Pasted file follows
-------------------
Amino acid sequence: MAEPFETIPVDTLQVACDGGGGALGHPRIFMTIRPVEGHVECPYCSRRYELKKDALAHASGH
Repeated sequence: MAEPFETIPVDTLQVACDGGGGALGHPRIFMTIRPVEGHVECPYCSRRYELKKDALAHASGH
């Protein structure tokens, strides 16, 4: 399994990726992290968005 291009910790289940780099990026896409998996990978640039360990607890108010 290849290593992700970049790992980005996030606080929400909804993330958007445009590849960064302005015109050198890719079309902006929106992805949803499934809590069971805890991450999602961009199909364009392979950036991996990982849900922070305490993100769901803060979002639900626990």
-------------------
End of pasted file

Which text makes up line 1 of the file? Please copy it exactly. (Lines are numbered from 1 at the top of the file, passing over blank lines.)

Amino acid sequence: MAEPFETIPVDTLQVACDGGGGALGHPRIFMTIRPVEGHVECPYCSRRYELKKDALAHASGH